- Gold and silver are finishing the week on a high note, lifted by concerns over economic growth, a second wave of virus infections and simmering tensions between the U.S. and China. Gold headed back toward its peak in April, when prices hit the highest since 2012. Silver jumped to a two-month high.
- Copper climbed in a mixed session for base metals, paring a weekly drop as investors weighed data that offered a mixed picture on China’s post-lockdown economic rebound.
- Oil is heading for a third weekly gain on signs the market is slowly rebalancing as major producers slash supply and consumption recovers after a historic collapse in demand due to the coronavirus. Futures in New York are up about 13% this week and traded near a six-week high on Friday around $28 a barrel.
- China has a lesson for the world: An economy is harder to reboot than it is to shut down. Fresh data for the month of April, covering a period when the government pushed hard to reopen the economy as the coronavirus came under control, show that retail sales continue to fall as consumers shun restaurants and curb spending on other non-essential items. China’s industrial output increased in April for the first time since the coronavirus outbreak, adding to early signs of a recovery that economists cautioned would be slow and challenging. Industrial output rose 3.9% from a year earlier, reversing a drop of 1.1% in March, data showed Friday. Fixed-asset investment decreased 10.3% in the first four months, a smaller decline than the 16.1% drop in the January-March period. Retail sales slid 7.5%, more than the projected 6% drop. The surveyed urban jobless rate, which doesn’t include all of the workforces, rose to 6.0%, from March’s 5.9%.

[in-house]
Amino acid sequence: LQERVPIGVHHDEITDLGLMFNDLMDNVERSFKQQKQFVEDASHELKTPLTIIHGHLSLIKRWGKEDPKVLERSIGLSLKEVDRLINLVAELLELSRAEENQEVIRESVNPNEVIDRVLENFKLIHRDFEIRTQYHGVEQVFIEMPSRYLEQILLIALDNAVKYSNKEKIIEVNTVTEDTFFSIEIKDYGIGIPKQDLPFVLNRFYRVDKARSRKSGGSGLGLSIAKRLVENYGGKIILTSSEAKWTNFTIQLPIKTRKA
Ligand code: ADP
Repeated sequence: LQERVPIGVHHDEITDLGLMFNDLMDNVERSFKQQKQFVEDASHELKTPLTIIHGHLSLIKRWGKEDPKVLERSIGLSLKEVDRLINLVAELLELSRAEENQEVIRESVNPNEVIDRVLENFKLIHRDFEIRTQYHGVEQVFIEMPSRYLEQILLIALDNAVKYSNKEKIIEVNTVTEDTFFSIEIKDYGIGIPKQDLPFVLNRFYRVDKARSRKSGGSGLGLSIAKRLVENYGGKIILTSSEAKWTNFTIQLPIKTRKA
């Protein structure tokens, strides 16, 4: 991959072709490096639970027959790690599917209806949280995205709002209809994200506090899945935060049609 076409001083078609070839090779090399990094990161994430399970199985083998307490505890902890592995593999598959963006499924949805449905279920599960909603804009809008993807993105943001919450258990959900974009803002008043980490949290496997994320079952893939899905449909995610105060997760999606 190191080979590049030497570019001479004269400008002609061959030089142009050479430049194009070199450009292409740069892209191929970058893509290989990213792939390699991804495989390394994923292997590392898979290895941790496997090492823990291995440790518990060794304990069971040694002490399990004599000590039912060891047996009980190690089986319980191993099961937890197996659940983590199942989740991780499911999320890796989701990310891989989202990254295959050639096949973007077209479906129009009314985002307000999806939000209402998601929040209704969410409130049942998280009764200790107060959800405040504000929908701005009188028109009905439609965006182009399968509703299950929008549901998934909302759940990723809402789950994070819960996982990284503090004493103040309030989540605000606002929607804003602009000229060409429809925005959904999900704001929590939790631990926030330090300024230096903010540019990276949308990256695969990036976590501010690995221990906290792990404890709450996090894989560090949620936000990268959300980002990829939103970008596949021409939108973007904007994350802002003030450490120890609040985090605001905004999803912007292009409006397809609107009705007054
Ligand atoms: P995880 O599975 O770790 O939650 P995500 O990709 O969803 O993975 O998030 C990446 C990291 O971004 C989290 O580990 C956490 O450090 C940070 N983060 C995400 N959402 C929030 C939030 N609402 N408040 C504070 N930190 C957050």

- The German economy shrank 2.2% in the first quarter, the most in more than a decade, offering an early flavour of the damage from the coronavirus outbreak. Less than two weeks of official lockdown caused slumps in consumer spending and capital investment. Government spending and construction provided some stabilization.
- Chip stocks fell in early trading Friday after Reuters reported that the U.S. moved to block shipments of semiconductors to China’s Huawei Technologies.
- American companies that moved their official headquarters offshore to avoid U.S. taxes could qualify for coronavirus aid from the Federal Reserve, tax lawyers say, raising new questions about which firms should get access to public money. Under guidelines published by the Fed, companies that engaged in so-called corporate inversion transactions while maintaining meaningful U.S. operations appear to be eligible for two new programs designed to provide credit to large employers by purchasing new or outstanding corporate bonds.